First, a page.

There have been any number of occasions when I’ve arrived at a pitch, only to be confronted with awning pegs still in the ground, left there by the previous occupants.
Having hammered in their pegs, they find that they can’t get them out when they are ready to depart, so they just leave them behind.
The pegs are invariably in the way for the next occupants of the pitch, and the main option has been to hammer them right into the ground until they are flush.
However, I too have been forced to abandon pegs that have locked themselves solid in the ground and won’t come out for love nor money. So, what to do?
The main culprits are the widely used (because they are good and work well) 25cm nail-style pegs with a plastic collar on top.
These are made from hardened steel, and are the only type that perform well in hard ground conditions – the bent-wire type just curl up and die.
There are commercially available tent-peg pullers, but they only seem to cater for the curly wire or plastic variety of peg. The nail type are not catered for (or if they are, I have yet to find one).
With that in mind, this project details what I consider to be a practical solution to the problem.
The right kit for the job!
This tent-peg puller is of robust design (bordering on being over-engineered, for which I make no apologies!) and will extract a nail-style peg with ease, irrespective of the type of ground that it’s been hammered into.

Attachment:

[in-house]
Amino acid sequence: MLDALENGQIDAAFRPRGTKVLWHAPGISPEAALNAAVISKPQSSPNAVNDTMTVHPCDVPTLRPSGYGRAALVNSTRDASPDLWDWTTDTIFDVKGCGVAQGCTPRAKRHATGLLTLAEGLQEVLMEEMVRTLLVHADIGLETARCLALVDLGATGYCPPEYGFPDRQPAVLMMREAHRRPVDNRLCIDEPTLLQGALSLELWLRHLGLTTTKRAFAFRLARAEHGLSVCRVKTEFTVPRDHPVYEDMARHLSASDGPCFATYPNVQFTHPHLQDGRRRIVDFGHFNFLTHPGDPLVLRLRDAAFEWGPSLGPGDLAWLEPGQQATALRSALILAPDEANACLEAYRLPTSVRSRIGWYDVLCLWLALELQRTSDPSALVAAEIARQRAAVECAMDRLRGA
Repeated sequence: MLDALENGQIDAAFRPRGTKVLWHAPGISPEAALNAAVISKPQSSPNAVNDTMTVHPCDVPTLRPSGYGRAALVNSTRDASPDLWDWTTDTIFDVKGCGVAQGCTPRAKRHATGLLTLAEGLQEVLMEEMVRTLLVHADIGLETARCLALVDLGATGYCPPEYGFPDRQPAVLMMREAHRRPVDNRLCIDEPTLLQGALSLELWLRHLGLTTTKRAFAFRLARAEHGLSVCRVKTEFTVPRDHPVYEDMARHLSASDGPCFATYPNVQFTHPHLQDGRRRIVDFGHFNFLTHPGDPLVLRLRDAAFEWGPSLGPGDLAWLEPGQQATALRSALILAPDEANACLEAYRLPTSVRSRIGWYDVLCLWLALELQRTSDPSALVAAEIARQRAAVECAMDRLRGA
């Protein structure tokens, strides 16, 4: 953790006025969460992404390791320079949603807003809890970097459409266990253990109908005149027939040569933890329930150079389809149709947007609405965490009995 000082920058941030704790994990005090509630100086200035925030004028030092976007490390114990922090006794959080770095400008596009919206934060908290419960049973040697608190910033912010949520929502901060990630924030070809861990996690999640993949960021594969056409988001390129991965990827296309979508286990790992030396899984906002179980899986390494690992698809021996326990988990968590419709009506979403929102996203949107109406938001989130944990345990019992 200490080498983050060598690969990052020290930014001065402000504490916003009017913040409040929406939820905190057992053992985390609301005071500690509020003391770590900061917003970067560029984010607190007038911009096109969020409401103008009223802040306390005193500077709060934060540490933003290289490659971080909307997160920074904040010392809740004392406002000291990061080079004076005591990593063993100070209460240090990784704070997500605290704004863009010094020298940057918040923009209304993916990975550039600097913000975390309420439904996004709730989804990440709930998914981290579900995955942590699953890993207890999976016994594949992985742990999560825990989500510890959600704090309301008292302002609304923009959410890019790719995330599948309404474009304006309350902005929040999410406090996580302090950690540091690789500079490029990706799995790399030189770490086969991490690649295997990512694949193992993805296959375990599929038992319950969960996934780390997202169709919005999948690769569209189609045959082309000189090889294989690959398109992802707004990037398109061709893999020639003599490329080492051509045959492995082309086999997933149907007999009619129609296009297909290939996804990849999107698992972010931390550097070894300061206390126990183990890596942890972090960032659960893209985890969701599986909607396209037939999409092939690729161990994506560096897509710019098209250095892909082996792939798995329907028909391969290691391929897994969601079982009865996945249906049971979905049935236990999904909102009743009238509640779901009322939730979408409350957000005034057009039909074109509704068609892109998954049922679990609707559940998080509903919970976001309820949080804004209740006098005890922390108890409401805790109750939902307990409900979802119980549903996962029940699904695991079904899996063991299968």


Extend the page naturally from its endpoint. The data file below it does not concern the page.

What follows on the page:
This tool has three fulcrum points, allowing it to deal with pegs that put up a fight until the last inch.
It has been designed for nail-style pegs, but could be adapted for use with other pegs by profiling the lever end accordingly, or having multiple levers if an assortment of pegs is used.
- 0.5m of 20mm x 20mm x 2.5mm wall thickness box-section mild steel
- 1m 25mm x 25mm x 3mm mild steel angle section
- Three M8 x 55 steel bolts
- Nine M8 steel nuts
- Two M6 x 12 steel bolts
- Two M6 nuts
- Two M4 x 6 cap-head screws
- One 22mm bicycle hand grip
- Spray primer and matte-black paint
- Square with 45-degree facility
- Marker pen
- Cordless drill and metal bits
- Centre punch
- Two mole-style grips
- Round and flat files
- M4 tap and tap wrench
- Two 13mm spanners
- Two 10mm spanners
- 3mm AF hex key
- Thread lock
- Masking tape
- Skills required: basic metalwork
- Time: three hours
- Cost: around £20
So, if you think you’re up to it, check out the gallery at the top of the page for our step-by-step guide!
It can deal with pegs that put up a fight until the last inch